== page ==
MONTGOMERY, Ala. — There was only one way Kendarius Hartwell could describe the loss of his teammate Rod Scott.
“Heartbroken,” he said.
So Hartwell – his teammate the past two seasons with the Generals – chose to immortalize Scott by getting “Roderic Scott 3-4-16” tattooed on his forearms.
“It was just so hard for me and heartbreaking, I wanted to always remember him,” Hartwell said. “I was never as passionate about basketball as Rod, but to see that happen just made me more passionate, made me want to do more, and be more.”
Although Hartwell and Scott only played together the past two years at Lee, when Scott transferred from St. Jude, their playing days go back much earlier.
“Rod actually gave me my first loss when we were 7 years old,” Hartwell said. “And then like three days later we ended up being teammates. It just went on from there.”
“It’s been kind of a numb feeling for us,” Lee basketball coach Bryant Johnson said. “For me, it’s been kind of up and down because Rod left a lot of great memories for us all. He was a kid that always stayed up beat. With that said, a lot of ups and downs. A lot of good moments and bad moments because you remember the young man for who he was, and he was a great young man who had a great spirit, and he left those lasting feelings on us.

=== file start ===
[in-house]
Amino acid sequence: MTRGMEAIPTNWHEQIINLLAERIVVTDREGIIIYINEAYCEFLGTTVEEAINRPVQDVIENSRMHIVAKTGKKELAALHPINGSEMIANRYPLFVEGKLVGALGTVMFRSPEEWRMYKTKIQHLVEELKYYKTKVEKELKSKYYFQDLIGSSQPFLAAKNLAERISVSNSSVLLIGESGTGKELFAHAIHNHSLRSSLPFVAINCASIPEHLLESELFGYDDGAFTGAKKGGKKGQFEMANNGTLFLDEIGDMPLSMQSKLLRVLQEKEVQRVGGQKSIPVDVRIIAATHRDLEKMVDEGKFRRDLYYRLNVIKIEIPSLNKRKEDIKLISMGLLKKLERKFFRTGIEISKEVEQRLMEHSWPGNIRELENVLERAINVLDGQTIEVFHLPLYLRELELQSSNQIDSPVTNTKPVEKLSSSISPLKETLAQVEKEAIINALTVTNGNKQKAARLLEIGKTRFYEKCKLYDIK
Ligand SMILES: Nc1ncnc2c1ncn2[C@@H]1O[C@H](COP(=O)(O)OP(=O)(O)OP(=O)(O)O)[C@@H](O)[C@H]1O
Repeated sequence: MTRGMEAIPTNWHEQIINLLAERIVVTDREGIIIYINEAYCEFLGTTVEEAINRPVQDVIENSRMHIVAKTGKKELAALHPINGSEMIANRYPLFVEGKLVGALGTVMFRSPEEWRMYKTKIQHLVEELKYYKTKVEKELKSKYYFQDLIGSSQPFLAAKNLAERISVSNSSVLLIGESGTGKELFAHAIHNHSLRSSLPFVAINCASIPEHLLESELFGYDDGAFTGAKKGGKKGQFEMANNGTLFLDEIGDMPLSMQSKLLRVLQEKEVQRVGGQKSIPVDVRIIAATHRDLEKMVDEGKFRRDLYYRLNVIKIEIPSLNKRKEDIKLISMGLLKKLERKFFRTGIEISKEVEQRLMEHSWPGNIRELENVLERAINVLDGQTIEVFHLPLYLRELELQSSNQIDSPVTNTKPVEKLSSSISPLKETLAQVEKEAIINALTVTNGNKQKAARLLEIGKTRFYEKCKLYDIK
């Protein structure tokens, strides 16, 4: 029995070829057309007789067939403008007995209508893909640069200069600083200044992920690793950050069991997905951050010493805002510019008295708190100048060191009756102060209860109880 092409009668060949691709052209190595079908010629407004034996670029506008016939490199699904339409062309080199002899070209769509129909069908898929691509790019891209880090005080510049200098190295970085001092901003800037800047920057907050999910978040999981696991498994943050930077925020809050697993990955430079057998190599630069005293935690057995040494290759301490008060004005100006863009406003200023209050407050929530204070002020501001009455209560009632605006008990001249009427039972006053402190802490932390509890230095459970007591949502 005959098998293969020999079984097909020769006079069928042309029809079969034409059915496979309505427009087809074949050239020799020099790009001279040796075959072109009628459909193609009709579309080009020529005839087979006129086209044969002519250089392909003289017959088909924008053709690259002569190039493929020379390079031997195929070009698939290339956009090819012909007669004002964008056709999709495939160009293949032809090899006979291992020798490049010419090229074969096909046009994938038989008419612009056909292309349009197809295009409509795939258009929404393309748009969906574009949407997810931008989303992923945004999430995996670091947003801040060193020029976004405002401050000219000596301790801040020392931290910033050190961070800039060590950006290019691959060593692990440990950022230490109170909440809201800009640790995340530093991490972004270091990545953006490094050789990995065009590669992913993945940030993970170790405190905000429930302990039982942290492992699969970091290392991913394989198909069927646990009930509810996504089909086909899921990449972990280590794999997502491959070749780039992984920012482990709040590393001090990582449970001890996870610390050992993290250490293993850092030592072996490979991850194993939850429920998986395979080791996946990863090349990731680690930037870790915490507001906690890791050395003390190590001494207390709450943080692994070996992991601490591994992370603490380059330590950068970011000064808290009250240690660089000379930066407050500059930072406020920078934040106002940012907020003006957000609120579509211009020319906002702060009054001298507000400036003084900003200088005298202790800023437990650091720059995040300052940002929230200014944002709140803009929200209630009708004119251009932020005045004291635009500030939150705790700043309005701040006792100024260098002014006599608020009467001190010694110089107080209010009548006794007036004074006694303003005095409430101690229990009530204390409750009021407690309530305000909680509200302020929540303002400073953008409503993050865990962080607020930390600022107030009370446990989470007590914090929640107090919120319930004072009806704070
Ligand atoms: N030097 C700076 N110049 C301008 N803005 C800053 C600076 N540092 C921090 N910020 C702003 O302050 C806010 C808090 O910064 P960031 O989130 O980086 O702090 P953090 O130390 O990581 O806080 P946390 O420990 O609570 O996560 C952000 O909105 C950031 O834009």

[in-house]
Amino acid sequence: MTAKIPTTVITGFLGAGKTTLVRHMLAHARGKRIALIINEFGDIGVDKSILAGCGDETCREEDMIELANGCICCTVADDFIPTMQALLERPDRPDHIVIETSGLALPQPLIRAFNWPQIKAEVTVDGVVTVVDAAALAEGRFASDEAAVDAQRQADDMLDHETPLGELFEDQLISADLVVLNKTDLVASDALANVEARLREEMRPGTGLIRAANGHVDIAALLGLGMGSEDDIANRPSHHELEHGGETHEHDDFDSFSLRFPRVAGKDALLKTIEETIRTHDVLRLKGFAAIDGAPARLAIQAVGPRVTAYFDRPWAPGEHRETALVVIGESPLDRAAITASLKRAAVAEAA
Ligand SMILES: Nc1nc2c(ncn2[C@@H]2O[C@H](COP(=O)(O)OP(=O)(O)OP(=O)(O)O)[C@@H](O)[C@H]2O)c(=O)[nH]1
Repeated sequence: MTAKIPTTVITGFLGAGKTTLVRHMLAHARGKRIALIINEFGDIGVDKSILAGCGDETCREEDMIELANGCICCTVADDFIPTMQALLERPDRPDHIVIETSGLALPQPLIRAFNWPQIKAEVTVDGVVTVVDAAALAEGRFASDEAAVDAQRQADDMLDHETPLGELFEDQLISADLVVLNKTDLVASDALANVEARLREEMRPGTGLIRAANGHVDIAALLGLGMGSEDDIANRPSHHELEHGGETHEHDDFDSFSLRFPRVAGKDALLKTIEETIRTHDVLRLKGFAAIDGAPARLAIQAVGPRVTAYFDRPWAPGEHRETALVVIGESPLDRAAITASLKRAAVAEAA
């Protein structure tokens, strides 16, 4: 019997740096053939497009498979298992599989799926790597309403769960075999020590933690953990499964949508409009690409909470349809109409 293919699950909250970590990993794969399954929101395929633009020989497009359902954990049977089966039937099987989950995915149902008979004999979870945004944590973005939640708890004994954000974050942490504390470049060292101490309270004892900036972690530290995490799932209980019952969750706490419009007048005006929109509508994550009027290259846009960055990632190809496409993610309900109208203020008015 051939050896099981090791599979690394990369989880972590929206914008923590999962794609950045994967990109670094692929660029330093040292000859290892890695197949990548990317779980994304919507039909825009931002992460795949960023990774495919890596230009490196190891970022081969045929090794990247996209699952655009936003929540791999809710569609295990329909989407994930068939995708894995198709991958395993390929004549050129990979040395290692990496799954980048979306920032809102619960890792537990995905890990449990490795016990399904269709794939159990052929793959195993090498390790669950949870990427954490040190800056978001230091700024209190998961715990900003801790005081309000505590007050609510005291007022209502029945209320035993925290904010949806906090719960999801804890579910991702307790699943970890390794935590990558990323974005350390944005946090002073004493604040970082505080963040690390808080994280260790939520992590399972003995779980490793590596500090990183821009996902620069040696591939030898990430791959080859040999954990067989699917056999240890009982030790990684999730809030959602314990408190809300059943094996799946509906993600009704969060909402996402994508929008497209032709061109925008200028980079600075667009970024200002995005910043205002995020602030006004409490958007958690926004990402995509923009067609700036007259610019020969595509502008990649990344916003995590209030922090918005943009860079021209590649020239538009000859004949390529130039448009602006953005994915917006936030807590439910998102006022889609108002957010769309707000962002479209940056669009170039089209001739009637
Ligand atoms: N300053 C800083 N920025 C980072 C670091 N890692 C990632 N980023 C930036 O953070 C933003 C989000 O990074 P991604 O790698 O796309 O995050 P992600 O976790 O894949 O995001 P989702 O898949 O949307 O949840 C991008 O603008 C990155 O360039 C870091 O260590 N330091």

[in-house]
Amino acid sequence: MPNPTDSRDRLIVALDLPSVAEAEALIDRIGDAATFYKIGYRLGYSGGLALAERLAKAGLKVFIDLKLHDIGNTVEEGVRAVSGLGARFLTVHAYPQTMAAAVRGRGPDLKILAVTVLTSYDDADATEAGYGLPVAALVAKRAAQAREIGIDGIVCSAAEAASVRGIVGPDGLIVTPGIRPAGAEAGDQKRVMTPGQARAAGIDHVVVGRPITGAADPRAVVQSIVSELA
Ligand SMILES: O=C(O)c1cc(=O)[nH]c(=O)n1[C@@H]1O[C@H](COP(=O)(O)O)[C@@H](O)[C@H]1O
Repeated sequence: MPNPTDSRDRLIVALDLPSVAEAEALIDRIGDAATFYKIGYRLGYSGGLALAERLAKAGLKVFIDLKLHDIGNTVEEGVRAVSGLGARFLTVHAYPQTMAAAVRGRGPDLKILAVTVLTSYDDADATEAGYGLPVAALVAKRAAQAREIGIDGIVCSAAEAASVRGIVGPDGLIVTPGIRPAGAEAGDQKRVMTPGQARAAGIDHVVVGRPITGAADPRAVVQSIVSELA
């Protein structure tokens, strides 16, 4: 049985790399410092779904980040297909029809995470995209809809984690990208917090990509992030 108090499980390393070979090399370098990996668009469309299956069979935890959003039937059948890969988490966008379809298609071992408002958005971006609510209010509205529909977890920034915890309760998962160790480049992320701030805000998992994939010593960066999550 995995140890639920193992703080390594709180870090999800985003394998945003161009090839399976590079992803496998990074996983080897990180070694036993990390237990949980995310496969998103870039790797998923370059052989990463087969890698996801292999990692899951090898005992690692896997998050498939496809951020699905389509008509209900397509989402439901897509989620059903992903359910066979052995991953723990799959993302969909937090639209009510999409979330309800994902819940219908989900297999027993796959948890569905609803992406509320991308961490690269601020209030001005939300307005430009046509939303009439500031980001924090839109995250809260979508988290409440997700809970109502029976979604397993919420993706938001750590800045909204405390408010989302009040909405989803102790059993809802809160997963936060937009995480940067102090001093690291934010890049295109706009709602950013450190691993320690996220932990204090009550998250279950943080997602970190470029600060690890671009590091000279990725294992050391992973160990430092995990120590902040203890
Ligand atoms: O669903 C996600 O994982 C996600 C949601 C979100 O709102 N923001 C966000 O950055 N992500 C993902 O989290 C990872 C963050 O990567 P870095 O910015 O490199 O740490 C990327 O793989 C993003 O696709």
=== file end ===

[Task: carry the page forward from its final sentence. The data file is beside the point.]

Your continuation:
“When I talked to (the team), one of the first things I told them, like I tell them before the season, a poem I read them is ‘God’s Hall of Fame,’” Johnson said. “I just spoke to them about Rod being in God’s hall of fame, because he was the ideal young man. That’s what it’s about at the end of the day. We’re here on this earth, and everybody wants the praises and all the accolades, but at the end of the day it’s about being in God’s hall of fame, and I feel like that young man is in God’s hall of fame.”